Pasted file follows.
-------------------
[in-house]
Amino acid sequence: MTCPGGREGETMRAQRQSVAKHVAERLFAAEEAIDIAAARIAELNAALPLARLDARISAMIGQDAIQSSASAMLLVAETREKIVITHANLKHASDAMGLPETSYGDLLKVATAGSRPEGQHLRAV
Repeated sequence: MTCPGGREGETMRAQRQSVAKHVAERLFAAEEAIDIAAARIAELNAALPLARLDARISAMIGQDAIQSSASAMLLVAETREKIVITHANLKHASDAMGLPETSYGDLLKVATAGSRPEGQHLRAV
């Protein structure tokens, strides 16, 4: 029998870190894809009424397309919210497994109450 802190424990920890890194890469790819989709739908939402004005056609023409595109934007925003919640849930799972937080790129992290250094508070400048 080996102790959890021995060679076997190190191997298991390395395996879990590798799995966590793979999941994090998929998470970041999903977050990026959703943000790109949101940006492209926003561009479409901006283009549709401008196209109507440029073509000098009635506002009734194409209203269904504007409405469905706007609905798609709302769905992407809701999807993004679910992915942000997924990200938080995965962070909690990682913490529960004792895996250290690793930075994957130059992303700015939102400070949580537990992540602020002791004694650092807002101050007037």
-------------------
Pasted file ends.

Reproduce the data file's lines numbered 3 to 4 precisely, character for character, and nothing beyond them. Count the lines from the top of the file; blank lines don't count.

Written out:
Repeated sequence: MTCPGGREGETMRAQRQSVAKHVAERLFAAEEAIDIAAARIAELNAALPLARLDARISAMIGQDAIQSSASAMLLVAETREKIVITHANLKHASDAMGLPETSYGDLLKVATAGSRPEGQHLRAV
């Protein structure tokens, strides 16, 4: 029998870190894809009424397309919210497994109450 802190424990920890890194890469790819989709739908939402004005056609023409595109934007925003919640849930799972937080790129992290250094508070400048 080996102790959890021995060679076997190190191997298991390395395996879990590798799995966590793979999941994090998929998470970041999903977050990026959703943000790109949101940006492209926003561009479409901006283009549709401008196209109507440029073509000098009635506002009734194409209203269904504007409405469905706007609905798609709302769905992407809701999807993004679910992915942000997924990200938080995965962070909690990682913490529960004792895996250290690793930075994957130059992303700015939102400070949580537990992540602020002791004694650092807002101050007037």